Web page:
Wednesday, 14 November 2018

Changes in stigma and help-seeking in relation to postpartum depression: Non-clinical parenting intervention sample

Title

Changes in stigma and help-seeking in relation to postpartum depression: Non-clinical parenting intervention sample

Abstract 

Postpartum depression (PPD) is a prevalent mental illness affecting women, and less commonly, men in the weeks and months after giving birth. Despite the high incidence of PPD in Australia, rates for help-seeking remain low, with stigma and discrimination frequently cited as the most common deterrents to seeking help from a professional source. The present study sought to investigate PPD stigma in a sample of parents and to examine the effects of an intervention on stigma and help-seeking behaviour. A total of 212 parents aged 18–71 years (M = 36.88, 194 females) completed measures of personal and perceived PPD stigma and attitudes towards seeking mental health services and were randomly assigned to one of four groups: an intervention group (video documentary or factsheet related to PPD) or a control group (video documentary or factsheet not related to PPD). Results showed that there were no effects for type of intervention on either personal or perceived PPD stigma scores. No effect was found for help-seeking propensity. Males had higher personal PPD stigma than females and older age was associated with lower personal PPD stigma. Familiarity with PPD was associated with perceived PPD stigma in others but not personal PPD stigma. More work needs to be conducted to develop interventions to reduce PPD stigma in the community.

Cite

Thorsteinsson, E. B., Loi, N. M., & Farr, K. (2018). Changes in stigma and help-seeking in relation to postpartum depression: Non-clinical parenting intervention sample. PeerJ, 6, e5893. doi:10.7717/peerj.5893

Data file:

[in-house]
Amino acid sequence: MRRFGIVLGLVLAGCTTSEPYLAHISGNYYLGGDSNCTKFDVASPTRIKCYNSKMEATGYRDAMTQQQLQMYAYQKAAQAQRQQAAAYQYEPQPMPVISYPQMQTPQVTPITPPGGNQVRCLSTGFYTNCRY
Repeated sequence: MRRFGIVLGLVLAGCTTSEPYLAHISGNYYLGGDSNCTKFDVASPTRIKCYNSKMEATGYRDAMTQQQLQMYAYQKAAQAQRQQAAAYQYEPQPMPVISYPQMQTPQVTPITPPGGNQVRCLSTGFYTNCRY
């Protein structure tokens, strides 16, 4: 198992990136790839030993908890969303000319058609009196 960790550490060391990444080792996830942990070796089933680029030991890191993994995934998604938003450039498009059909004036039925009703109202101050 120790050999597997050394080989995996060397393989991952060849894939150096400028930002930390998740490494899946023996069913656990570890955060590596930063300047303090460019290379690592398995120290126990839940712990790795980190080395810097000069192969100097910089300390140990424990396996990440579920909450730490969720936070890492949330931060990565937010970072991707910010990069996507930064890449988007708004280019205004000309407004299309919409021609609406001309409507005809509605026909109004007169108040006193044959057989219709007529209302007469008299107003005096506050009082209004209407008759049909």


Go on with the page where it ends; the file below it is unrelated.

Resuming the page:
Link

https://peerj.com/articles/5893/

Friday, 12 January 2018

Model fit and comparisons for the MACS

Title

Model fit and comparisons for the Measure of Adolescent Coping Strategies (MACS): Fiji, Iceland, and Australia

Abstract 

A two-dimensional theory of adolescent coping with cross-cultural and cross-Human Development Index Categories (HDI) application was tested: the Measure of Adolescent Coping Strategies (MACS). The MACS was answered by 809 adolescents of diverse origins from different parts of Fiji and compared with findings from Australia and Iceland. Confirmatory factor analysis (CFA) results showed the MACS to have a reliable factorial and dimensional structure in Fiji. Differences between girls and boys were similar in Fiji, Australia, and Iceland. Stoicism/distraction was identical for boys and girls in all countries. There were no differences comparing mother tongue (Fijian and Hindi). The two-dimensional theory of adolescent coping was supported.

Cite

Sveinbjornsdottir, S., Thorsteinsson, E. B., & Lingam, G. I. (2017). Model fit and comparisons for the Measure of Adolescent Coping Strategies (MACS): Fiji, Iceland, and Australia. Journal of Pacific Rim Psychology, 11. doi:10.1017/prp.2017.20

Link

https://doi.org/10.1017/prp.2017.20

Changes in stigma and help-seeking in relation to postpartum depression: Non-clinical parenting intervention sample

Title Changes in stigma and help-seeking in relation to postpartum depression: Non-clinical parenting intervention sample Abstract  ...